Prime Minister Scott Morrison has vowed to crack down on GetUp, accusing the activist group of bullying, misogyny and undisclosed links to the Labor Party.
Mr Morrison hinted at another inquiry into the independence of the organisation, which he said was "no longer a wolf in sheep's clothing".
"GetUp is a wolf in wolf's clothing and I think Australians are sick of that," he told reporters at the South Australian Liberal state council on Saturday.
Liberal MP Nicolle Flint said the government should consider a move to register GetUp as a political party to ensure accountability and transparency.
Ms Flint has accused the group of waging a campaign to personally "destroy" her in the lead up to the election, by shouting at her, defacing her posters and egging her office.
"They are a front for Labor and the Greens," she said.
GetUp national director Paul Oosting hit back at Scott Morrison's comments as undemocratic and baseless.
"The prime minister is levelling extraordinary attacks on everyday people who participated in politics this election - with no evidence," he said.
Mr Oosting said a request that the Australian Electoral Commission investigate GetUp's independence would be a "political stitch-up" after the commission ruled in the group's favour in February.
"This would be the fourth attempt by the hard right to shut down independent grassroots campaigning," he said.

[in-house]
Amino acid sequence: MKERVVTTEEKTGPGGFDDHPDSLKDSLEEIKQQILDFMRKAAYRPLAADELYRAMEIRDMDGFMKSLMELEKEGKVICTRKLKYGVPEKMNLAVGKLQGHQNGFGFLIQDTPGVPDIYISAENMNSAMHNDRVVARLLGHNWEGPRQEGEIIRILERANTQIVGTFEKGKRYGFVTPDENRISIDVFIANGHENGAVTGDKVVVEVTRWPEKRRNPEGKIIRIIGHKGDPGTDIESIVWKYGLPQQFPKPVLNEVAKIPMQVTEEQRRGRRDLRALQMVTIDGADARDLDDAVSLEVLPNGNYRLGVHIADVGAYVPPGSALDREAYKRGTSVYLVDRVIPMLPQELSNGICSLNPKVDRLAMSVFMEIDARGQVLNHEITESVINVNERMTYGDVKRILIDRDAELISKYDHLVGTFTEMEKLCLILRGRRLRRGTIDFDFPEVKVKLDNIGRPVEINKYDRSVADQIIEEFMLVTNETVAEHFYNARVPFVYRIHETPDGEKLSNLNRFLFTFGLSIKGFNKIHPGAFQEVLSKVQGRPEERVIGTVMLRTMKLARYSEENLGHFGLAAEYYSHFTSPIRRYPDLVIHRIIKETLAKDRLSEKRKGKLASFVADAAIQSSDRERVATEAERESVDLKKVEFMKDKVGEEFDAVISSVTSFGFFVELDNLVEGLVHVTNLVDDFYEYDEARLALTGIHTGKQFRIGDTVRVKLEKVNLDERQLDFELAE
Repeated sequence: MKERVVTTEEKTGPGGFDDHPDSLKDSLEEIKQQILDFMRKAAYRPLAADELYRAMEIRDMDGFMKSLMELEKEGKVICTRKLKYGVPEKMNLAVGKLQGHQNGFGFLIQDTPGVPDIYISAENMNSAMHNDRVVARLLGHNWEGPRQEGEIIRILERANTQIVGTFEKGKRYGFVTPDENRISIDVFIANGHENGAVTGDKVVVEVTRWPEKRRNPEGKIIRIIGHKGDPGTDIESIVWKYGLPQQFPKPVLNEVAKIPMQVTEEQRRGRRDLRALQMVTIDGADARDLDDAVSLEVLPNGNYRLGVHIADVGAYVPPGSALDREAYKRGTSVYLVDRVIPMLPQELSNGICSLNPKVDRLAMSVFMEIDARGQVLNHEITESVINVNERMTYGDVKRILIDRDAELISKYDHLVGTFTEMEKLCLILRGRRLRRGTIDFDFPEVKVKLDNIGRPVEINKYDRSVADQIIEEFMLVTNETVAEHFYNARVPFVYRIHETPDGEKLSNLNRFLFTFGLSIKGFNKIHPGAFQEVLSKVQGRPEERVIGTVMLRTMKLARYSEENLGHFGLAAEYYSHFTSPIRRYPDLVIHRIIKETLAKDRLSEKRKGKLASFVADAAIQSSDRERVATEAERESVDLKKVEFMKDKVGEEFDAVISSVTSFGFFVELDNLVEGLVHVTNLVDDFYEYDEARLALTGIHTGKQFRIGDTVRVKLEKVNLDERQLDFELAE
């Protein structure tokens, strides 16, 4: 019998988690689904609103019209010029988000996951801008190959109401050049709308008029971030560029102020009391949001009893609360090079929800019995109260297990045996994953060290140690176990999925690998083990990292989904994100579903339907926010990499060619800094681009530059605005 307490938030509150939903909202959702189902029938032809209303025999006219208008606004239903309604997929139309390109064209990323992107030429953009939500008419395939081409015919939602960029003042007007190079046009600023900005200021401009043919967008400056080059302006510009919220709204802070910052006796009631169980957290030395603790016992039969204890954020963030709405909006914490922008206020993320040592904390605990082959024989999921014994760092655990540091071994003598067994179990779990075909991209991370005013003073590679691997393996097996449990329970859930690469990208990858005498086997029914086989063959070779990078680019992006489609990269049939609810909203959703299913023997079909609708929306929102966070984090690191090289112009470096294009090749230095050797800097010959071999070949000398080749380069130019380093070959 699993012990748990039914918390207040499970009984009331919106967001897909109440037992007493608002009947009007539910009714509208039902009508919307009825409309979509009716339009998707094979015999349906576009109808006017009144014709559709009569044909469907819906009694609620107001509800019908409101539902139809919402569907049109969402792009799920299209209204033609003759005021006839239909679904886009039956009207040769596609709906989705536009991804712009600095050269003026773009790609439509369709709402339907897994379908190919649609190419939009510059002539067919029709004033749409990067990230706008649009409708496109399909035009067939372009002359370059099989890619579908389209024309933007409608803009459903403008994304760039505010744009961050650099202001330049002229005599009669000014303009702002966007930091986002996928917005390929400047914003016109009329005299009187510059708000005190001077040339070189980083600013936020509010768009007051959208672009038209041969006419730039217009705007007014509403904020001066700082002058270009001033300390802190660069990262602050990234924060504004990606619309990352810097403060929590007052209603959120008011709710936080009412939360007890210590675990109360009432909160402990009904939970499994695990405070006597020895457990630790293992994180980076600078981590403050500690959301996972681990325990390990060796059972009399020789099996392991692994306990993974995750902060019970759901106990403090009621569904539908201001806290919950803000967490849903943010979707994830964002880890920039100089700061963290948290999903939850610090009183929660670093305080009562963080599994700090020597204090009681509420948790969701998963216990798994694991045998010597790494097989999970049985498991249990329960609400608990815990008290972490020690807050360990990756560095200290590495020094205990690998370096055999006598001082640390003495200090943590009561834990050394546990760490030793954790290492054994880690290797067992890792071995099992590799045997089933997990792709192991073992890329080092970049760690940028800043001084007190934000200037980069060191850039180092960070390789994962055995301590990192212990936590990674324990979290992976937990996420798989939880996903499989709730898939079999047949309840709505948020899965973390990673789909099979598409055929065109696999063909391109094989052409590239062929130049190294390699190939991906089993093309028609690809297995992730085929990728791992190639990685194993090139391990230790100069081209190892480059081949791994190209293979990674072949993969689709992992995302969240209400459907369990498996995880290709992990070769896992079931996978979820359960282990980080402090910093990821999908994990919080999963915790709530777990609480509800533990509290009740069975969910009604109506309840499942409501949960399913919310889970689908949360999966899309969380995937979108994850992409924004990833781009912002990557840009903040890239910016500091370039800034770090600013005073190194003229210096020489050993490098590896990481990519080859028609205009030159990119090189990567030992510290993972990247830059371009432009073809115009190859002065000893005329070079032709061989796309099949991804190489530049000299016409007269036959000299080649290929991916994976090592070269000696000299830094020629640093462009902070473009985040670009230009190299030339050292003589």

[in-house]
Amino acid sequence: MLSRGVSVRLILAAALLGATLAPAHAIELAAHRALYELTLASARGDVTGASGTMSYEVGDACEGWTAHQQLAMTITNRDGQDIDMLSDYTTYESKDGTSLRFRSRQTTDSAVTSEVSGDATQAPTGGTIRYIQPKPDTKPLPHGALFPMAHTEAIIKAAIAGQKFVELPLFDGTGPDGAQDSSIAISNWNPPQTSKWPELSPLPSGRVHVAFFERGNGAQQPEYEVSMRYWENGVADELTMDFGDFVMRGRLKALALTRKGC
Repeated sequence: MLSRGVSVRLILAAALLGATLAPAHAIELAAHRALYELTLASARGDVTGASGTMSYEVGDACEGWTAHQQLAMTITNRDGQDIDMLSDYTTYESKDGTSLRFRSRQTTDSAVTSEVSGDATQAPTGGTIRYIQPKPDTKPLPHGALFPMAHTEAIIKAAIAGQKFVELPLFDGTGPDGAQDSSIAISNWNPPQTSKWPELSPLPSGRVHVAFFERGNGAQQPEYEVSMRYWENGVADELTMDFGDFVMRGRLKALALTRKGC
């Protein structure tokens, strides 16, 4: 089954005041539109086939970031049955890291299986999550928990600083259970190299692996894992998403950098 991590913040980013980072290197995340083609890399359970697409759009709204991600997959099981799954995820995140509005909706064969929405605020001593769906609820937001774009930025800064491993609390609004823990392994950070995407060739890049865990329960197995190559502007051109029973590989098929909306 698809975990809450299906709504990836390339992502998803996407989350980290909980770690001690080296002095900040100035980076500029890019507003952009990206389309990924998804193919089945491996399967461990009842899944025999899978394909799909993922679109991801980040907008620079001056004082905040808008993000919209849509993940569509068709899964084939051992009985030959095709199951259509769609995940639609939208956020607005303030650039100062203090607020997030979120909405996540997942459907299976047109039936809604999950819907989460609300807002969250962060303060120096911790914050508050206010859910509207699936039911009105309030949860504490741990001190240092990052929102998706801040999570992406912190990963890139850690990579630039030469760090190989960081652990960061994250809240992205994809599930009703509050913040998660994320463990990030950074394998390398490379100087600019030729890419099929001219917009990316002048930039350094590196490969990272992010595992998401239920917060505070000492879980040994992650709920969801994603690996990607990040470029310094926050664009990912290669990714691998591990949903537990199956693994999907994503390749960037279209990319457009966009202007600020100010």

Mr Morrison told delegates and observers at Saturday's meeting that GetUp works on the principle of "plausible deniability".
"They say they aren't Labor when we all know they are," he said.
"They deny having anything to do with the vile, personal attacks on our candidates that only occur in seats where Getup are running campaigns."
He said the organisation should be ashamed of what happened in Nicole Flint's seat of Boothby, as it was "misogyny" and "bullying".
Labor spokesman Mark Butler slammed the idea that GetUp be subject to the same scrutiny as political parties as unnecessary.
"They're clearly not a political party, they're not running candidates," he said.
"I think there are strong programs and strong arrangements in place to make sure that any third party that wants to participate in Australia's democracy... is subject to appropriate regulation and transparency.
"This looks like an obsession by the hard right within the coalition party room."
Australian Associated Press